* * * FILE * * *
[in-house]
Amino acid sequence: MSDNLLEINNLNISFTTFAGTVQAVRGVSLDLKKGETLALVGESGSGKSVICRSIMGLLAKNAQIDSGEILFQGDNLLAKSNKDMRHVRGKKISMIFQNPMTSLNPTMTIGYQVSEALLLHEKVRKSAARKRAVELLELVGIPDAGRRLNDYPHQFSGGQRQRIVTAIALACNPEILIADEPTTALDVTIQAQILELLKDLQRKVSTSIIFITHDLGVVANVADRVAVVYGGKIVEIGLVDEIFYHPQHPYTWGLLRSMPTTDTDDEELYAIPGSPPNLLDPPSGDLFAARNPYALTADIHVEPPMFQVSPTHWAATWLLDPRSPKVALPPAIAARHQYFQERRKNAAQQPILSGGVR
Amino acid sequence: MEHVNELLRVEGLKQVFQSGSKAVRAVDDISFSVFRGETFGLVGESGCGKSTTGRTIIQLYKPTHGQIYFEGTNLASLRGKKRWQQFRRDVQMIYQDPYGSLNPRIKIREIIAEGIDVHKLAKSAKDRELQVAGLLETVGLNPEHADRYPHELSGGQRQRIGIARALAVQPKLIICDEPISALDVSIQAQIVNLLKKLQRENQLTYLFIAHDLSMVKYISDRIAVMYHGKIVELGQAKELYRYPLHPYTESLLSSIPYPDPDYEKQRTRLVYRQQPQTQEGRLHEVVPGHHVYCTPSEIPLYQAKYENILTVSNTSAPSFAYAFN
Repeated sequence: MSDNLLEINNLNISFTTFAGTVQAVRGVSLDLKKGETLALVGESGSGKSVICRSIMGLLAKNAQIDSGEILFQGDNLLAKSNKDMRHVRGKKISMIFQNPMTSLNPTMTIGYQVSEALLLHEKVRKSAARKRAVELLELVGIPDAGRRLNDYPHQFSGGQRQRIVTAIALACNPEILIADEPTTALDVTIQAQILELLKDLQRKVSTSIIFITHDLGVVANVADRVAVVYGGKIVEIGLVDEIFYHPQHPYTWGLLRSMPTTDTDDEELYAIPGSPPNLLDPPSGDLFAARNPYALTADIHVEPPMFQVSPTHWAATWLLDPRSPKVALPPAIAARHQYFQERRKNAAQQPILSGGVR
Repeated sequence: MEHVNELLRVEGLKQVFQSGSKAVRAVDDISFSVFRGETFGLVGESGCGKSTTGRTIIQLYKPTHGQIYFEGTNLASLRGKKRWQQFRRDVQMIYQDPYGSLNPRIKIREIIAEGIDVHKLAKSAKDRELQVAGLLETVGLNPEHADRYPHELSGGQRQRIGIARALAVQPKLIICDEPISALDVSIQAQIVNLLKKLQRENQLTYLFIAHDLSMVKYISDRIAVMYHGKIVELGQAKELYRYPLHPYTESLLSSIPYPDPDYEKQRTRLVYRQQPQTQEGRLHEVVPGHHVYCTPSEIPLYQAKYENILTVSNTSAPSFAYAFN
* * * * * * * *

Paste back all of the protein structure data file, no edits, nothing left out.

[in-house]
Amino acid sequence: MSDNLLEINNLNISFTTFAGTVQAVRGVSLDLKKGETLALVGESGSGKSVICRSIMGLLAKNAQIDSGEILFQGDNLLAKSNKDMRHVRGKKISMIFQNPMTSLNPTMTIGYQVSEALLLHEKVRKSAARKRAVELLELVGIPDAGRRLNDYPHQFSGGQRQRIVTAIALACNPEILIADEPTTALDVTIQAQILELLKDLQRKVSTSIIFITHDLGVVANVADRVAVVYGGKIVEIGLVDEIFYHPQHPYTWGLLRSMPTTDTDDEELYAIPGSPPNLLDPPSGDLFAARNPYALTADIHVEPPMFQVSPTHWAATWLLDPRSPKVALPPAIAARHQYFQERRKNAAQQPILSGGVR
Amino acid sequence: MEHVNELLRVEGLKQVFQSGSKAVRAVDDISFSVFRGETFGLVGESGCGKSTTGRTIIQLYKPTHGQIYFEGTNLASLRGKKRWQQFRRDVQMIYQDPYGSLNPRIKIREIIAEGIDVHKLAKSAKDRELQVAGLLETVGLNPEHADRYPHELSGGQRQRIGIARALAVQPKLIICDEPISALDVSIQAQIVNLLKKLQRENQLTYLFIAHDLSMVKYISDRIAVMYHGKIVELGQAKELYRYPLHPYTESLLSSIPYPDPDYEKQRTRLVYRQQPQTQEGRLHEVVPGHHVYCTPSEIPLYQAKYENILTVSNTSAPSFAYAFN
Repeated sequence: MSDNLLEINNLNISFTTFAGTVQAVRGVSLDLKKGETLALVGESGSGKSVICRSIMGLLAKNAQIDSGEILFQGDNLLAKSNKDMRHVRGKKISMIFQNPMTSLNPTMTIGYQVSEALLLHEKVRKSAARKRAVELLELVGIPDAGRRLNDYPHQFSGGQRQRIVTAIALACNPEILIADEPTTALDVTIQAQILELLKDLQRKVSTSIIFITHDLGVVANVADRVAVVYGGKIVEIGLVDEIFYHPQHPYTWGLLRSMPTTDTDDEELYAIPGSPPNLLDPPSGDLFAARNPYALTADIHVEPPMFQVSPTHWAATWLLDPRSPKVALPPAIAARHQYFQERRKNAAQQPILSGGVR
Repeated sequence: MEHVNELLRVEGLKQVFQSGSKAVRAVDDISFSVFRGETFGLVGESGCGKSTTGRTIIQLYKPTHGQIYFEGTNLASLRGKKRWQQFRRDVQMIYQDPYGSLNPRIKIREIIAEGIDVHKLAKSAKDRELQVAGLLETVGLNPEHADRYPHELSGGQRQRIGIARALAVQPKLIICDEPISALDVSIQAQIVNLLKKLQRENQLTYLFIAHDLSMVKYISDRIAVMYHGKIVELGQAKELYRYPLHPYTESLLSSIPYPDPDYEKQRTRLVYRQQPQTQEGRLHEVVPGHHVYCTPSEIPLYQAKYENILTVSNTSAPSFAYAFN